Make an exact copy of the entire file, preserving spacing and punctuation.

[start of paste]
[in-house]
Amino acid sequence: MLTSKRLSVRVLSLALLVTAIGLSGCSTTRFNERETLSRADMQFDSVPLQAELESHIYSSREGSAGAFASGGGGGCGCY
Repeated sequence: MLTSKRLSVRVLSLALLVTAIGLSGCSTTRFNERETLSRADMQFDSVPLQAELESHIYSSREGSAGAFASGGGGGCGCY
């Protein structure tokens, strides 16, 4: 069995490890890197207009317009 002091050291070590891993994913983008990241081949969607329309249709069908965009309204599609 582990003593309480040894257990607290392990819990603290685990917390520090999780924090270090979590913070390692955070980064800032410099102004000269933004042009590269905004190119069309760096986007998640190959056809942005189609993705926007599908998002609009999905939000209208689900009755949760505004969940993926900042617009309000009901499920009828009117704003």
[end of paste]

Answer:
[in-house]
Amino acid sequence: MLTSKRLSVRVLSLALLVTAIGLSGCSTTRFNERETLSRADMQFDSVPLQAELESHIYSSREGSAGAFASGGGGGCGCY
Repeated sequence: MLTSKRLSVRVLSLALLVTAIGLSGCSTTRFNERETLSRADMQFDSVPLQAELESHIYSSREGSAGAFASGGGGGCGCY
């Protein structure tokens, strides 16, 4: 069995490890890197207009317009 002091050291070590891993994913983008990241081949969607329309249709069908965009309204599609 582990003593309480040894257990607290392990819990603290685990917390520090999780924090270090979590913070390692955070980064800032410099102004000269933004042009590269905004190119069309760096986007998640190959056809942005189609993705926007599908998002609009999905939000209208689900009755949760505004969940993926900042617009309000009901499920009828009117704003």